Tactical Triangles - analysis exploring on-field strategy in the A-League. Each piece includes three points, just like the passing triangles that are key to beautiful footballIntroduction
After four rounds of the 2013-14 A-League season, it is clear Josep Gombau's revolution at Adelaide United remains a work in progress. Despite having dominated possession in three of their four games, the Reds have scored just once in their past five halves of football.
Gombau's plan to introduce something resembling tiki-taka at Hindmarsh looked promising up until half-time versus Melbourne Victory in round two but in their past two games, Adelaide rarely troubled both Central Coast and Western Sydney's impressive defensive set-ups. The Wanderers' pressing game also highlighted a weak link in the Reds' possession-based style but some simple personnel changes could see Gombau's men turn their monopoly of the ball into success.
Wanderers relish Adelaide's lack of movement
A front five of Sergio Cirio, Jeronimo Neumann, Fabio Ferreira, Isaias and Marcelo Carrusca saw Adelaide dominate possession but struggle to penetrate the Wanderers' highly-rated back four on Friday night (see starting line-ups right). Over the past fortnight, the Reds have had over 66 percent possession but less than 45 percent territory in their losses to last season's grand finalists, the Mariners and Western Sydney.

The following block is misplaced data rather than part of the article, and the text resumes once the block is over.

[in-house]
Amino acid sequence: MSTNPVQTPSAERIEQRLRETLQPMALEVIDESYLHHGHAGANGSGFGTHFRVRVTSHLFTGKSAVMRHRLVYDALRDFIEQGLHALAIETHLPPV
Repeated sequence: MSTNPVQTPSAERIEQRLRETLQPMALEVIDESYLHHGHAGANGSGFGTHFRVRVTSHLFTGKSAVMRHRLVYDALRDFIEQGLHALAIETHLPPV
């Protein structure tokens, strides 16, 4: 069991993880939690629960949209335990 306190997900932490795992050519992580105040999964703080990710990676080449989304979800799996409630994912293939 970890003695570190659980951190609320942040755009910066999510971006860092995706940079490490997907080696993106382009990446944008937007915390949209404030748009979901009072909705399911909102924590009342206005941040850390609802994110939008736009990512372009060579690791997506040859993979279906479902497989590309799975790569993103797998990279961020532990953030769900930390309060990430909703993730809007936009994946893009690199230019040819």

Adelaide's main issue against the Wanderers was a lack of movement in the final third. While the likes of Isaias and Carrusca are clever midfielders, they rarely break the lines, while the Reds' fullbacks Michael Zullo and Tarek Elrich did not overlap enough. This allowed the home side's central defensive pair of Michael Beauchamp and Nikolai Topor-Stanley to keep the game in front of them, which suited the physical duo perfectly.
The Reds also played into Beauchamp and Topor-Stanley's hands by crossing the ball too often. With Jeronimo and Cirio both less than 175 centimetres tall, the South Australian club need to be cutting the ball back to the pair of p
|Possession||Passing accuracy||Territory||Accuracy in final third||Crossing accuracy|
In round one, Adelaide scored three goals from in and around the six-yard box, while five of their eight shots versus Perth were inside the penalty area. Against the Wanderers, the lack of penetration meant seven of Adelaide's 13 shots were from outside the box with only one on target.
Lustica into midfield, Malik to drop back
In pre-season, Adelaide claimed an impressive 1-1 draw away to the Wanderers with Steven Lustica standing out as a box-to-box midfielder for the Reds. The absence of Lustica in round four enhanced the visitors' problems in breaking down Western Sydney as the 22-year-old is more inclined to run all day compared to Isaias and Carrusca.
At Brisbane Roar last season, Lustica played at the base of midfield alongside Luke Brattan and provided the energy to get up and down the pitch to complement the latter's impressive passing range. Gombau has already done the same this season with Lustica and Isaias and may need to revisit the idea as it could be a more versatile combination than Osama Malik and the Spanish midfielder. If Lustica is reintroduced to the starting XI, it would also allow Gombau to play Malik in central defence.